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28 June 2009

Art Bears - 'The World As It Is Today' (ReR)

A title like this would suggest a bold statement of an album, something both philosophical and direct. Well, sure, this is the pen of Chris Cutler, after all. If you didn't think the man who wrote File Under Popular could knock it out of the park, then you're truly underestimating him. This is concise - a 45rpm mini-album, maybe a long EP - yet leaves nothing to be desired. The lovely little booklet rearranges the running order into a three lyrical groups. 'Law', 'Democracy', 'Truth', 'Freedom', 'Peace', and 'Civilisation' are classified as "6 corpses in the mouths of the bourgeoisie", but despite this heavy concept, the songs are light as air. I often forget how traditional the Art Bears actaully could be, at least in terms of instrumentation; most of these songs are drums, piano and guitars and they achieve their innovation largely through structure, composition and affect rather than effect (if you get my drift). Though 'Civilisation', at the end of side 1, is a thick, slow composition that sounds like Morton Feldman pushing a pram. It hangs in the air and never lets go, always on the verge of resolution. Vocally, Dagmar is perfect -- I can't imagine anyone else interpreting a song that is somewhat anti-democracy and transforming it into something so magical. The second lyrical group is "4 songs" and contains catchy tunes like 'The song of the Dignity of Labour Under Capital' which is more like Brecht than Engels, thankfully. The final standalone song is 'Albion, Awake!', ending the album (and the career of Art Bears) on a platform of hope, though first transformed through the most tape-manipulated section of the band's ouvre. Perhaps this twisted unraveling is an abstracted musical story of the workers of the world. The final line is 'Let banners fly like shrapnel and efface the sky!' and while I jump up with my red flag, I then think to the reality of everything that has happened since 1981, and then I get depressed, and then I just listen to some more records to wash away the pain. The real pain, of course, is that my copy of this is slightly warped, which renders 'The Song of Investment Capital Overseas' and 'Democracy' rather unplayable.

Art Bears - 'Winter Songs' (Ralph)

I'm not sure where the idea of the "power trio" first came from, but I think it should apply here. There's not a weak link in this triangle. My copy of Winter Songs is missing an inner sleeve -- I image lyrics and credits or some sort of liner notes should be there. So I don't know if there are lots of guest musicians present or it studio magic and overdubs are being used to make this mix so thick, because it can't be Frith playing the bass and the piano at the same time. It doesn't really matter except that I wanted to talk about how in addition to the peerless compositions on this album, the actual playing is remarkably expressive. On a song like "The Summer Wheel," Frith and Cutler are so in-sync that it's hard to believe. Cutler's drumming is so languid, yet with a momentum; Frith chases after it, and occasionally kicks it forward like a stone being kicked down the road. If Hopes and Fears is their pastoral record, this is their gothic one. Although there's still an overall medieval theme in the lyrics (and artwork), this is the sound of the black death. The earthy chord changes are gone and in place are strange intervals and macabre tunings. Even if the piece is someone bouncy, like '3 Figures', there's something still a bit doom 'n gloom going on. 'Rats and Monkeys' was a single from this album and it's easy to see why Ralph records would jump on it. The frenetic pace, layered affected vocals and herky-jerky violin part make it feel like the end of the world is happening. Krause really explodes here; most of the vocals are double-tracked or more, and she seems more inspired. The gusto is used to dramatic effect - she has a way of turning on the electricity in a way that the most powerful vocalists in music can do (Beefheart comes to mind, actually). With the political changes going on in Britain when this was recorded, you can feel the rage seeping through tone-refracted misery. The UK was entering a long winter and these are the chronicles. If this is a protest album, its avant-obfuscations probably meant they could only preach to the converted. I first heard it too late anyway - well into the reign of New Labour, which is a whole other can of worms, a horror probably unthinkable to them at the time.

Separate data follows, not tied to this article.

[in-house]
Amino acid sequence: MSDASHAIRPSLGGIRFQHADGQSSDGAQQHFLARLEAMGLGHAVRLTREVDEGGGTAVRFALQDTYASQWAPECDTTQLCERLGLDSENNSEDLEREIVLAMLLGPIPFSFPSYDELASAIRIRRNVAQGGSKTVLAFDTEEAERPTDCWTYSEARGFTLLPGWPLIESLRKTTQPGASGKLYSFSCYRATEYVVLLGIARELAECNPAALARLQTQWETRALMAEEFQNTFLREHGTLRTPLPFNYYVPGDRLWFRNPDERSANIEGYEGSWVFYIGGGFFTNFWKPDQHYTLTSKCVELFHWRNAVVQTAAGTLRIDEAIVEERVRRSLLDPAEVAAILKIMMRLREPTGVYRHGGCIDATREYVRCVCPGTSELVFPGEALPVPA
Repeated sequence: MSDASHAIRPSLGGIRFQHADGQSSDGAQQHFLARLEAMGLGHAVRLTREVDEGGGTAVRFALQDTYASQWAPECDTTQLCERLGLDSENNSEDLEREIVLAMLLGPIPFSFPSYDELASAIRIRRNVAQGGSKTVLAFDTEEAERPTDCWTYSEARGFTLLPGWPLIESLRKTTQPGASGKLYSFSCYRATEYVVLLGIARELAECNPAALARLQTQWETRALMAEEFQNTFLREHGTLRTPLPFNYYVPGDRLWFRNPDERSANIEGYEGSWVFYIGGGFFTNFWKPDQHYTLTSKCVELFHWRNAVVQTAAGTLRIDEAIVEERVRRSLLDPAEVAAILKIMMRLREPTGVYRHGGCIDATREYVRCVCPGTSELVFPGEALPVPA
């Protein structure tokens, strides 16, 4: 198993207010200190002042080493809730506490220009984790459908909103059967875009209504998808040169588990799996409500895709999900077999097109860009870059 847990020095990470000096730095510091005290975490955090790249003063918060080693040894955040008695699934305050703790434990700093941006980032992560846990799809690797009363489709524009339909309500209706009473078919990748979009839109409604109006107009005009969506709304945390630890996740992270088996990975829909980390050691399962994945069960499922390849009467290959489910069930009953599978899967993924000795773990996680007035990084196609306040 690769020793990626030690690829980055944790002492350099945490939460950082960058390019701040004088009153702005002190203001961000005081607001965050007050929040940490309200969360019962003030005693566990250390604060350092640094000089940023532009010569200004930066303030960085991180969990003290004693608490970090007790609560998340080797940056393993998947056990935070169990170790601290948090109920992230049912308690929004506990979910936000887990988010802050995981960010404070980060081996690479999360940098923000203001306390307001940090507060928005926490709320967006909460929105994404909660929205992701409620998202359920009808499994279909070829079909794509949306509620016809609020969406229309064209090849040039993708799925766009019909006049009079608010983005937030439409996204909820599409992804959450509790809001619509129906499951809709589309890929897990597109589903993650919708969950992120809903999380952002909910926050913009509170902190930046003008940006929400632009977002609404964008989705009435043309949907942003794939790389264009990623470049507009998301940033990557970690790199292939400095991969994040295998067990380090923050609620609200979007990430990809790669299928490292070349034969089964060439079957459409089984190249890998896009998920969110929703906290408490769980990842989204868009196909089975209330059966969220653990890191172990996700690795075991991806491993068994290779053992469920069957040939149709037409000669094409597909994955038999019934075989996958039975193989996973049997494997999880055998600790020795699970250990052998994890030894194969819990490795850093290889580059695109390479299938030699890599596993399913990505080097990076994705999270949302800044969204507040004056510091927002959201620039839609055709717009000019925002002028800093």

27 June 2009

Art Bears - 'Hopes and Fears' (Random Radar Records)